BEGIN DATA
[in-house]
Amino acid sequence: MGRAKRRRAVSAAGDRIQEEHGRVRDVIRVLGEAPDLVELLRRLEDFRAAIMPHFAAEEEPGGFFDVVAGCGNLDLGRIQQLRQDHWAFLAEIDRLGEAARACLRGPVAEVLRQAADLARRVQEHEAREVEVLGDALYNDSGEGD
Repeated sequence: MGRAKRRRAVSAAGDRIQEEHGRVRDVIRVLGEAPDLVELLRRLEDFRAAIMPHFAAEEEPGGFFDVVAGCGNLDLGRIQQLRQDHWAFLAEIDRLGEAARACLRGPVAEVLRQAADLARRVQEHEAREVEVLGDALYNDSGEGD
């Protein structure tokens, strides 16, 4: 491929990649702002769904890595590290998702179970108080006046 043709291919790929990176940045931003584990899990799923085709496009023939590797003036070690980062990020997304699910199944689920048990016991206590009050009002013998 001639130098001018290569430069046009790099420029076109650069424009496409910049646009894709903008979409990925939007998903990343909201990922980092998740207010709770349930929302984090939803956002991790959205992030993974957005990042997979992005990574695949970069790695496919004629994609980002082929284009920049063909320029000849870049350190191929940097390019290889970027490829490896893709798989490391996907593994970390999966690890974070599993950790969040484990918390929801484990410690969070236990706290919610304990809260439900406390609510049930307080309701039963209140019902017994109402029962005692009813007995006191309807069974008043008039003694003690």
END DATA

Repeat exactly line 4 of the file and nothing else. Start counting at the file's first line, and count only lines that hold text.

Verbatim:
């Protein structure tokens, strides 16, 4: 491929990649702002769904890595590290998702179970108080006046 043709291919790929990176940045931003584990899990799923085709496009023939590797003036070690980062990020997304699910199944689920048990016991206590009050009002013998 001639130098001018290569430069046009790099420029076109650069424009496409910049646009894709903008979409990925939007998903990343909201990922980092998740207010709770349930929302984090939803956002991790959205992030993974957005990042997979992005990574695949970069790695496919004629994609980002082929284009920049063909320029000849870049350190191929940097390019290889970027490829490896893709798989490391996907593994970390999966690890974070599993950790969040484990918390929801484990410690969070236990706290919610304990809260439900406390609510049930307080309701039963209140019902017994109402029962005692009813007995006191309807069974008043008039003694003690």